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Uncovering America's methamphetamine history; PA Early Intervention programs vital for child development; measuring long-term impact of the O.J. Simpson trial on media literacy.

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President Biden's name could be left off the ballot in Alabama and Ohio, the Justice Dept. mandates background checks for gun show purchases, and Iowa Gov. Kim Reynolds moves to allow state police to arrest undocumented migrants.

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Housing advocates fear rural low-income folks who live in aging USDA housing could be forced out, small towns are eligible for grants to enhance civic participation, and North Carolina's small and Black-owned farms are helped by new wind and solar revenues.

Back to the Shadows for Salvadorans in MN

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Thursday, January 11, 2018   

ST. PAUL, Minn. -- Immigration lawyers in Minnesota have been fielding anxious calls from dozens of Salvadorans, many of whom have U.S. citizen children.

That's because the Trump administration revoked their temporary protected immigration status - or TPS - which was granted after a devastating earthquake 17 years ago and has been renewed by every president until this one. Ana Pottratz Acosta, assistant teaching professor at Mitchell Hamline School of Law, has clients whose families in El Salvador warn them not to come back.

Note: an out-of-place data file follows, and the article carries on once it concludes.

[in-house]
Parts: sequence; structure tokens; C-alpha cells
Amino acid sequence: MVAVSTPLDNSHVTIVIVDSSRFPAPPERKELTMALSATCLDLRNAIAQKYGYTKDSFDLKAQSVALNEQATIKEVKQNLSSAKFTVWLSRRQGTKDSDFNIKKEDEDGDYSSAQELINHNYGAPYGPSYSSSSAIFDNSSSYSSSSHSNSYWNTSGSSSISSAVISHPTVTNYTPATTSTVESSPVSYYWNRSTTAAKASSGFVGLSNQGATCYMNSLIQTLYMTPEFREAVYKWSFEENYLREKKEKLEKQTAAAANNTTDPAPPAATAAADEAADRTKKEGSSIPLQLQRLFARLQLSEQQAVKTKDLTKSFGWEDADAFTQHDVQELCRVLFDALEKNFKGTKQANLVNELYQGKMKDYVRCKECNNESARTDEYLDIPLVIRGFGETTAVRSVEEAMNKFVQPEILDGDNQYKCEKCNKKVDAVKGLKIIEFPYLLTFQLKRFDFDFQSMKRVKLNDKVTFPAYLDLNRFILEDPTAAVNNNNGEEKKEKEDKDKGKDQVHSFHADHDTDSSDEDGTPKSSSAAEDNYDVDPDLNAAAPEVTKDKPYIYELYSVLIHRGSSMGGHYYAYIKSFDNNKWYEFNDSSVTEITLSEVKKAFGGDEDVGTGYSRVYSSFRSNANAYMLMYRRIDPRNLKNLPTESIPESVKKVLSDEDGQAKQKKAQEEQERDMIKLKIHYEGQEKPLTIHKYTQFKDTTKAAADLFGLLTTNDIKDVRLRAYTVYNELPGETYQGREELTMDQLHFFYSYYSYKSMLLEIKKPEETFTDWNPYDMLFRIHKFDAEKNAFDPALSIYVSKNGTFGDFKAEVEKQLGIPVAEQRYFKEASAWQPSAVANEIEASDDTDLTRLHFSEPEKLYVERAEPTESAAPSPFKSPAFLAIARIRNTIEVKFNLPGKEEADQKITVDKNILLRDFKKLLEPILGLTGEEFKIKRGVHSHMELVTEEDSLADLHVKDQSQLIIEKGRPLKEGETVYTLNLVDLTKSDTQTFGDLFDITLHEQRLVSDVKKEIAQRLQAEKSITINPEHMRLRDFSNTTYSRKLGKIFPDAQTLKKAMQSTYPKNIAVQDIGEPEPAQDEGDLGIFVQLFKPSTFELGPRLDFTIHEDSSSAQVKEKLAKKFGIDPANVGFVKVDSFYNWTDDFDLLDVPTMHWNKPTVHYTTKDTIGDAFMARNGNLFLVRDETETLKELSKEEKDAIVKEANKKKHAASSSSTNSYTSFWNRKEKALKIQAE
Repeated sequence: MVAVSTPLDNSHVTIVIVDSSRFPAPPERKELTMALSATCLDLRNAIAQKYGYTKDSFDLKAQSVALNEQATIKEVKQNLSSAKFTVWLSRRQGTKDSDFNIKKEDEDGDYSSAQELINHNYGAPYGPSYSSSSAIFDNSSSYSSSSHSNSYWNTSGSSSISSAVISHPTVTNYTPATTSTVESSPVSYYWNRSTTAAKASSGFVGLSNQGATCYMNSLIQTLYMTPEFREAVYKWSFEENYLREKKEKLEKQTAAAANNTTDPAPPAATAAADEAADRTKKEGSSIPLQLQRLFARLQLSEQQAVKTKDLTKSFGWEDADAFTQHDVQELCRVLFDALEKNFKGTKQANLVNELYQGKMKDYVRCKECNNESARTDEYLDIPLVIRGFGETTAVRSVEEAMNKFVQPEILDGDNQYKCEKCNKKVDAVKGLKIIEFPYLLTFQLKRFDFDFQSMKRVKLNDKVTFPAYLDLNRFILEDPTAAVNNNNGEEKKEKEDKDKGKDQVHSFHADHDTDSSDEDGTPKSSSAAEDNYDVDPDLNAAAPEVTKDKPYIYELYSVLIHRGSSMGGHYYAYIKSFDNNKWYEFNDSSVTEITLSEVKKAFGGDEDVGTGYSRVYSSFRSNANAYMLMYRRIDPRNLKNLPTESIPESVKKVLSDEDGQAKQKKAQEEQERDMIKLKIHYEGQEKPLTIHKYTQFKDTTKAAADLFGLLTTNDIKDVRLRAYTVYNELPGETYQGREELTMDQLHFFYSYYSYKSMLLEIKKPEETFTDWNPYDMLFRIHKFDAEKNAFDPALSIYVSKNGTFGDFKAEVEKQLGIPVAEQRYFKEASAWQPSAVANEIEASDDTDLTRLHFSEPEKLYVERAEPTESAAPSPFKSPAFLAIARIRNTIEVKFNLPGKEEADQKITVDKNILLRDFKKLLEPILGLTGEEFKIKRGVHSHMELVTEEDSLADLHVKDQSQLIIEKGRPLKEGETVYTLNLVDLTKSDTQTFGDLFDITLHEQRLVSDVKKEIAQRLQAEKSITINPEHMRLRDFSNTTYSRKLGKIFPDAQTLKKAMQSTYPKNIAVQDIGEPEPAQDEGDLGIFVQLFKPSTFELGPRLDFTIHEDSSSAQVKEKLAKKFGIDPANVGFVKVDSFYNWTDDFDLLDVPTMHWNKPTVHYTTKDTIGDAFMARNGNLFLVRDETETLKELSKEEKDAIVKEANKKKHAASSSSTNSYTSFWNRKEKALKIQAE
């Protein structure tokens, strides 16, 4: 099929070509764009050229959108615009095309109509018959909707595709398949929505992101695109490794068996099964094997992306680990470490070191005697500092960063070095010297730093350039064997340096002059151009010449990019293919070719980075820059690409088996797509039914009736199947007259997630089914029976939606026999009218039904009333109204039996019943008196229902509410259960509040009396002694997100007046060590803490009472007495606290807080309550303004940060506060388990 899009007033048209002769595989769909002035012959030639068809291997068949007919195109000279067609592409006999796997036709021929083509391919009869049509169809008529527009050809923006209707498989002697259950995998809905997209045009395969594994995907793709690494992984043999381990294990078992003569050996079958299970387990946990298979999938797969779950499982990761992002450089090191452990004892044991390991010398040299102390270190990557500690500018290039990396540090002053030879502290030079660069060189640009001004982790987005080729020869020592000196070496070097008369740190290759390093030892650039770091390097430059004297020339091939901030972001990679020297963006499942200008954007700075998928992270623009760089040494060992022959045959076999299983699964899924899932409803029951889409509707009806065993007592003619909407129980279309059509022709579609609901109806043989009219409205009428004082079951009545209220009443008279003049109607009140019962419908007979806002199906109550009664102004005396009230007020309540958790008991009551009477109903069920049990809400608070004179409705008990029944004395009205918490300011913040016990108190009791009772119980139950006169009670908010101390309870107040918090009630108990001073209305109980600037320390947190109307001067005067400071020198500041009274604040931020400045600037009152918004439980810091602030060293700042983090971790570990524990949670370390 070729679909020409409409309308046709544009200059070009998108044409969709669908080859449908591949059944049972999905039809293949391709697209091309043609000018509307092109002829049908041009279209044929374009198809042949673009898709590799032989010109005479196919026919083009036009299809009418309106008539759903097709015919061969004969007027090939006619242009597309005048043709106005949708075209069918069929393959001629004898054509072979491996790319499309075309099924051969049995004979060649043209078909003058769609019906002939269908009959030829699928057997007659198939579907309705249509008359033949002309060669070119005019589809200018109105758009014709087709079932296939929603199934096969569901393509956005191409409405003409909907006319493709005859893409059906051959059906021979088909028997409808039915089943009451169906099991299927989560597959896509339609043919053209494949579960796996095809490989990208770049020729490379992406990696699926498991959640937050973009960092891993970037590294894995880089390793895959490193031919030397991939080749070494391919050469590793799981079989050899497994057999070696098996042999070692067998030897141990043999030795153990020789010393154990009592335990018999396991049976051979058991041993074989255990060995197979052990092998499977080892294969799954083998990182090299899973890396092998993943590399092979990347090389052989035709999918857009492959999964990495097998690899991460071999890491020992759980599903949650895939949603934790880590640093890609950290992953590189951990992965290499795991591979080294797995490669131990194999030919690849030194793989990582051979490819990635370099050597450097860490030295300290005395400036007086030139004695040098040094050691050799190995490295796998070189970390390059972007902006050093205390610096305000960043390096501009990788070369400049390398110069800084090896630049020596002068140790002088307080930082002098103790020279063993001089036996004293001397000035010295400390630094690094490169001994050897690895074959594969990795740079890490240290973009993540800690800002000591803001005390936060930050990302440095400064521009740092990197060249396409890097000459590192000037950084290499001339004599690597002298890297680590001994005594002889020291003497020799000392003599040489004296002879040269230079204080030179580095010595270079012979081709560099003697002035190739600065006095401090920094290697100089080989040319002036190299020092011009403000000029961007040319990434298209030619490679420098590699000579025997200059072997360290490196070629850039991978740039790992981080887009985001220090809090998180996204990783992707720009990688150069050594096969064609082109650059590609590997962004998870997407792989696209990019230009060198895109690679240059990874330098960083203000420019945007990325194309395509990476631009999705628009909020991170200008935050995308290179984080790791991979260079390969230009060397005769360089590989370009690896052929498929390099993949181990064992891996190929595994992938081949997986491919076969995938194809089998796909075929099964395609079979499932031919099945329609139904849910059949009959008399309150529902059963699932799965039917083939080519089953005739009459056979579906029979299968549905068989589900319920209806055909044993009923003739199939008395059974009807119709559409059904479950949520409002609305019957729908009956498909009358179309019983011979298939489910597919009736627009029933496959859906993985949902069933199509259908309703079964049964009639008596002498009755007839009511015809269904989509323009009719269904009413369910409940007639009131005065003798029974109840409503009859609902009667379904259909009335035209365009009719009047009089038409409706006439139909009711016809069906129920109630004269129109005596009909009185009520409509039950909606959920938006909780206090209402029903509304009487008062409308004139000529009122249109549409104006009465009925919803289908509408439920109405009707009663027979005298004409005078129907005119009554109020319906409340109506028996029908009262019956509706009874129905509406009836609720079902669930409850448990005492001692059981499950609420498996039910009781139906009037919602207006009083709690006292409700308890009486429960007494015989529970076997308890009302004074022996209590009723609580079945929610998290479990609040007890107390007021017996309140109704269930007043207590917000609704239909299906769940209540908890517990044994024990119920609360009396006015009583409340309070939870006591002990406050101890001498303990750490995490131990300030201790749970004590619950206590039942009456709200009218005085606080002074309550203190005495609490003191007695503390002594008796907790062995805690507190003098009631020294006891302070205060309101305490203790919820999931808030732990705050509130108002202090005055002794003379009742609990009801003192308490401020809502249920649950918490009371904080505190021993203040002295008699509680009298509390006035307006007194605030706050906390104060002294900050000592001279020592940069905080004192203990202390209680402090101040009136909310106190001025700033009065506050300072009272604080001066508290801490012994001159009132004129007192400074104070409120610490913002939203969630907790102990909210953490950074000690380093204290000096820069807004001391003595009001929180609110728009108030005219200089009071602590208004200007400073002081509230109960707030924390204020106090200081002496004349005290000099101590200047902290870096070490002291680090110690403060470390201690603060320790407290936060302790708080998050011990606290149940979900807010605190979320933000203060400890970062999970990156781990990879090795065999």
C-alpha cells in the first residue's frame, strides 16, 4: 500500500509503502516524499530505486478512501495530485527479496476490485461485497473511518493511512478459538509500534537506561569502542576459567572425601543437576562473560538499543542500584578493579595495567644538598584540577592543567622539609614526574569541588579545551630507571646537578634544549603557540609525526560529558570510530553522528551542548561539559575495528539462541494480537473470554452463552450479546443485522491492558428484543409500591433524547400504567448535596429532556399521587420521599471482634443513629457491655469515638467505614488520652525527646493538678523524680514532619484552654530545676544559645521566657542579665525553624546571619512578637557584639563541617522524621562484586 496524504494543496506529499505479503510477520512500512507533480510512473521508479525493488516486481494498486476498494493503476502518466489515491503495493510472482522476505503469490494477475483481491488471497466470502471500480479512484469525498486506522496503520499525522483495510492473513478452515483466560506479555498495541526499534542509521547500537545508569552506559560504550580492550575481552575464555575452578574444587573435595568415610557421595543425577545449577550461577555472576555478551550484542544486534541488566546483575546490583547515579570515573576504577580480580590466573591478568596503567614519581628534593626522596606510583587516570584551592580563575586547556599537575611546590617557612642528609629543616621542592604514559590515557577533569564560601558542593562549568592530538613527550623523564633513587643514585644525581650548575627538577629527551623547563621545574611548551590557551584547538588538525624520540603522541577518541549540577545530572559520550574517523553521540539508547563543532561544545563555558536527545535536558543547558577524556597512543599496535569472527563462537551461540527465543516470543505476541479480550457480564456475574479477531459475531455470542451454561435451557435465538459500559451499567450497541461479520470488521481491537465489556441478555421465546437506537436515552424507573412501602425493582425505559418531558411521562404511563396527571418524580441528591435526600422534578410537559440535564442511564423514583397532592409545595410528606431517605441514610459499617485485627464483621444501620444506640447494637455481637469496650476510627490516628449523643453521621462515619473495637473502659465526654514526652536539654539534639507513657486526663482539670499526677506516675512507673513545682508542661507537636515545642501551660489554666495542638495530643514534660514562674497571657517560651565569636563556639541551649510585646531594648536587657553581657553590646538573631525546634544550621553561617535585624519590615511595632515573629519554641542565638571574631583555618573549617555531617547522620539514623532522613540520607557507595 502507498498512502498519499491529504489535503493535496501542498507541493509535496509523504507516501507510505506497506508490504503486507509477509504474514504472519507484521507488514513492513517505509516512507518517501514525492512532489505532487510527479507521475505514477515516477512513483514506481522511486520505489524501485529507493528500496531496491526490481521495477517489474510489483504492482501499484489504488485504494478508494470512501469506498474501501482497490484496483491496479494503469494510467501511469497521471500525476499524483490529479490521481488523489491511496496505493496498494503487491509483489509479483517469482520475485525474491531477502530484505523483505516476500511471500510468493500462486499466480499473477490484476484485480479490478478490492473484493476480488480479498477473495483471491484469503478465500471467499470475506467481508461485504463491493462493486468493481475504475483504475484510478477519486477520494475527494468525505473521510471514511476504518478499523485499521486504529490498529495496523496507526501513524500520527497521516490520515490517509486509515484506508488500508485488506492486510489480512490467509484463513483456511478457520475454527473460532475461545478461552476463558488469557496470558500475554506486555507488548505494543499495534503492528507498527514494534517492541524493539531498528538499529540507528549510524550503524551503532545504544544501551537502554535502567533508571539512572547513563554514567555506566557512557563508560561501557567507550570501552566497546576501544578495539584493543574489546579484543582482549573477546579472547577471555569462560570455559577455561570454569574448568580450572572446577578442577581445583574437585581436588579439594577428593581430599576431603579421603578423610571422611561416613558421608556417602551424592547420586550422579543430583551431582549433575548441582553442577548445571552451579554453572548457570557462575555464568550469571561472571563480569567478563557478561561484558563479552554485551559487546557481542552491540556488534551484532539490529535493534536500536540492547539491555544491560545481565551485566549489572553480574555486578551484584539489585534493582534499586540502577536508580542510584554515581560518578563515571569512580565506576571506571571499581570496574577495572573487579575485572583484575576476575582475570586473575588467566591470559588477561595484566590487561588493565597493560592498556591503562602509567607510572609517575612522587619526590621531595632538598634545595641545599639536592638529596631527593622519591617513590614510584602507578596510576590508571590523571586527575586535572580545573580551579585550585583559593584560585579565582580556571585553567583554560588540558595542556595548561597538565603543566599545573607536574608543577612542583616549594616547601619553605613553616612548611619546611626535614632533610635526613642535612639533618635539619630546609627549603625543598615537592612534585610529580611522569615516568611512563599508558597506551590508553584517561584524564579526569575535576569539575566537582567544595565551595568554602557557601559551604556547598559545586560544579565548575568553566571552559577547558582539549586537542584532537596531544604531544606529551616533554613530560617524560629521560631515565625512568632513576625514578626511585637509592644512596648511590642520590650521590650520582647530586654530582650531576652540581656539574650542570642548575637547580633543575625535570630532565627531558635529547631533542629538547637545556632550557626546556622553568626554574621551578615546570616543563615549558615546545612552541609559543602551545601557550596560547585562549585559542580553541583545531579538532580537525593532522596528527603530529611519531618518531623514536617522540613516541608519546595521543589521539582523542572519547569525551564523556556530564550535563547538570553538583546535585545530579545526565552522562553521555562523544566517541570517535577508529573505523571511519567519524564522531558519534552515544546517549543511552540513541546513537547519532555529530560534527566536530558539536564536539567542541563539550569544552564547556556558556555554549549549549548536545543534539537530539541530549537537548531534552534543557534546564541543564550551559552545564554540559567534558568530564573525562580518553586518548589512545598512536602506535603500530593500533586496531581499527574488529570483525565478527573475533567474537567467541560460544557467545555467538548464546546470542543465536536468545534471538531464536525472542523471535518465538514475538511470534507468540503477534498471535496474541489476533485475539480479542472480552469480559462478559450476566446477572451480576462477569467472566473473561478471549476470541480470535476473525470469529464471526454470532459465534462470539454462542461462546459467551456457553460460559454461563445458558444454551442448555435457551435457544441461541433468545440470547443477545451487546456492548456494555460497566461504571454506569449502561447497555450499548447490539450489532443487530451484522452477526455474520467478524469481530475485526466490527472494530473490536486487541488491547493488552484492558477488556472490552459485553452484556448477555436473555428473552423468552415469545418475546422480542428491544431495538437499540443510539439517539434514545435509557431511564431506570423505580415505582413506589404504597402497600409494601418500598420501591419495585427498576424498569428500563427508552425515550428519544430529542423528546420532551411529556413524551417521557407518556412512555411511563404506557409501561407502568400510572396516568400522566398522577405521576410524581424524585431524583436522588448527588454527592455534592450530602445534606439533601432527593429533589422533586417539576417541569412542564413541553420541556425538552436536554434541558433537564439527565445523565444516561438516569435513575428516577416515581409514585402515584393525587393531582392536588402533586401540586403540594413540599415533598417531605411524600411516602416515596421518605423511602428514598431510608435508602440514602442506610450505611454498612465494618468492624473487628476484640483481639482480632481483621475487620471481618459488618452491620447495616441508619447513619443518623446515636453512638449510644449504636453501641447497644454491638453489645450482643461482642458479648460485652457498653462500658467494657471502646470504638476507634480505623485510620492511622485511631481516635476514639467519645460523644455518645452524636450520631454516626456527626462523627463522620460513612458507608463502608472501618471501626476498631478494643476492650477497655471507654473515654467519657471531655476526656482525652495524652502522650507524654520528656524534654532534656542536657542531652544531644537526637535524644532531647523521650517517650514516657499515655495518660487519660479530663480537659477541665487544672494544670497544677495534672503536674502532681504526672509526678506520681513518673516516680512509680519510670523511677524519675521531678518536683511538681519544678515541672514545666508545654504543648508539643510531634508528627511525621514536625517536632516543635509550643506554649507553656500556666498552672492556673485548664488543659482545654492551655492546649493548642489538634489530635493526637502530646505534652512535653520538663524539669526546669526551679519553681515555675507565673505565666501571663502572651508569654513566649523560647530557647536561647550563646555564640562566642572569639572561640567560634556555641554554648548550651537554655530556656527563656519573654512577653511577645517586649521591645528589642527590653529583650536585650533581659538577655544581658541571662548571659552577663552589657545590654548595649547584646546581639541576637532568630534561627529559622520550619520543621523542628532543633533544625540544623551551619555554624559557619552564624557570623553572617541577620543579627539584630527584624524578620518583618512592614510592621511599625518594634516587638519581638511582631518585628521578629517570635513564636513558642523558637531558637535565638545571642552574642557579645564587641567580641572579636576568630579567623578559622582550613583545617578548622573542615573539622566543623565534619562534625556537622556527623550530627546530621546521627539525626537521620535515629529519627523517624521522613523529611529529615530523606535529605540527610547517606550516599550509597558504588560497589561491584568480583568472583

"Most of the people I know who are Salvadoran nationals are very fearful of the violence that's occurring in their country right now,” Acosta said.

El Salvador has the world's second highest homicide rate, according to the United Nations.

The Trump administration ruled Salvadorans on TPS have until September, 2019, to find a legal way to stay, or else return to El Salvador. Acosta has urged them to get legal help. She predicts some will go back, but more will stay.

"People who have been out of the shadows - working legally, paying taxes, contributing to the economy for 17 years - are now going to be forced into the shadows and forced to live a life as an undocumented person,” Acosta said.

As many as 5,000 Salvadorans in Minnesota could be affected, according to the Center for Migration Studies. The Immigrant Law Center has set up a hotline to help them.

The Center’s executive director, John Keller, said his clients would seek legal status if they could.

"There is not an option for most of these people without Congress acting,” Keller said. "We'll have an election and this status for El Salvador will exist into the next Congress, so we shall see."

On Wednesday, Immigration and Customs Enforcement raided 100 7-Eleven stores, none in Minnesota. But ICE officials said to expect more raids, saying "they were just getting started."


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